Breaking the law: Promoting domain-specificity in chemical education in the context of arguing about the periodic law [Book Review]
David Bourget (Western Ontario)
David Chalmers (ANU, NYU)
Rafael De Clercq
Jack Alan Reynolds
Learn more about PhilPapers
Foundations of Chemistry 9 (3):247-263 (2007)
In this paper, domain-specificity is presented as an understudied problem in chemical education. This argument is unpacked by drawing from two bodies of literature: learning of science and epistemology of science, both themes that have cognitive as well as philosophical undertones. The wider context is students’ engagement in scientific inquiry, an important goal for science education and one that has not been well executed in everyday classrooms. The focus on science learning illustrates the role of domain specificity in scientific reasoning. The discussion on epistemology of science presents ideas from the emerging field of philosophy of chemistry to highlight the much neglected area of epistemology in chemical education. Domain-specificity is exemplified in the context of chemical laws, in particular the Periodic Law. The applications of the discussion for chemical education are explored in relation to argumentation, itself an epistemologically grounded discourse pattern in science. The overall implications include the need for reconceptualization of the nature of teaching and learning in chemistry to include more particular epistemological aspects of chemistry.
|Keywords||Domain-specificity Argumentation Chemical laws Periodicity|
|Categories||categorize this paper)|
Setup an account with your affiliations in order to access resources via your University's proxy server
Configure custom proxy (use this if your affiliation does not provide a proxy)
|Through your library|
References found in this work BETA
Nancy Cartwright (1983). How the Laws of Physics Lie. Oxford University Press.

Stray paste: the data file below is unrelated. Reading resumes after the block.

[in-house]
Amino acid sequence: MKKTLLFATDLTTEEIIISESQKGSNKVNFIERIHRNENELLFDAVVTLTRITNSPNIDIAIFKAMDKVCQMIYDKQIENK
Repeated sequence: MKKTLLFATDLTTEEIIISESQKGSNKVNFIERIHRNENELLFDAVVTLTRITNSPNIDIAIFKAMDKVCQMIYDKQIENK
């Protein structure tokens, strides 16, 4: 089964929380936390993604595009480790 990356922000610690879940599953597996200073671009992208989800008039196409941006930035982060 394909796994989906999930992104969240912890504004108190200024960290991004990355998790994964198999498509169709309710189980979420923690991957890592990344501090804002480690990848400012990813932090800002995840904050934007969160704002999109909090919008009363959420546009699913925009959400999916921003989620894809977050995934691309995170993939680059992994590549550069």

Stephen E. Toulmin (2003). The Uses of Argument. Monograph Collection (Matt - Pseudo).
Carl Hempel (1965). Aspects of Scientific Explanation and Other Essays in the Philosophy of Science. The Free Press.
Ronald N. Giere (1999). Science Without Laws. University of Chicago Press.
Citations of this work BETA
No citations found.
Similar books and articles
W. H. Eugen Schwarz (2007). Recommended Questions on the Road Towards a Scientific Explanation of the Periodic System of Chemical Elements with the Help of the Concepts of Quantum Physics. Foundations of Chemistry 9 (2):139-188.
Muhammad Ali Khalidi (2001). Innateness and Domain-Specificity. Philosophical Studies 105 (2):191-210.
Ernesto Paparazzo (2008). Why Take Chemistry Stoically? The Case of Posidonius. Foundations of Chemistry 10 (1):63-75.
R. Vihalemm (2003). Are Laws of Nature and Scientific Theories Peculiar in Chemistry? Scrutinizing Mendeleev's Discovery. Foundations of Chemistry 5 (1):7-22.
Axel Arturo Barceló Aspeitia, Ángeles Eraña & Robert Stainton (2010). The Contribution of Domain Specificity in the Highly Modular Mind. Minds and Machines 20 (1):19-27.
Axel Barceló Aspeitia, Ángeles Eraña & Robert Stainton (2010). The Contribution of Domain Specificity in the Highly Modular Mind. Minds and Machines 20 (1):19-27.
Masanori Kaji (2003). Mendeleev's Discovery of the Periodic Law: The Origin and the Reception. [REVIEW] Foundations of Chemistry 5 (3):189-214.
Kevin C. de Berg (2006). The Status of Constructivism in Chemical Education Research and its Relationship to the Teaching and Learning of the Concept of Idealization in Chemistry. Foundations of Chemistry 8 (2):153-176.
Guillermo Restrepo & Leonardo Pachón (2007). Mathematical Aspects of the Periodic Law. Foundations of Chemistry 9 (2):189-214.
Added to index2009-01-28
Total downloads22 ( #147,667 of 1,780,078 )
Recent downloads (6 months)3 ( #166,601 of 1,780,078 )
How can I increase my downloads?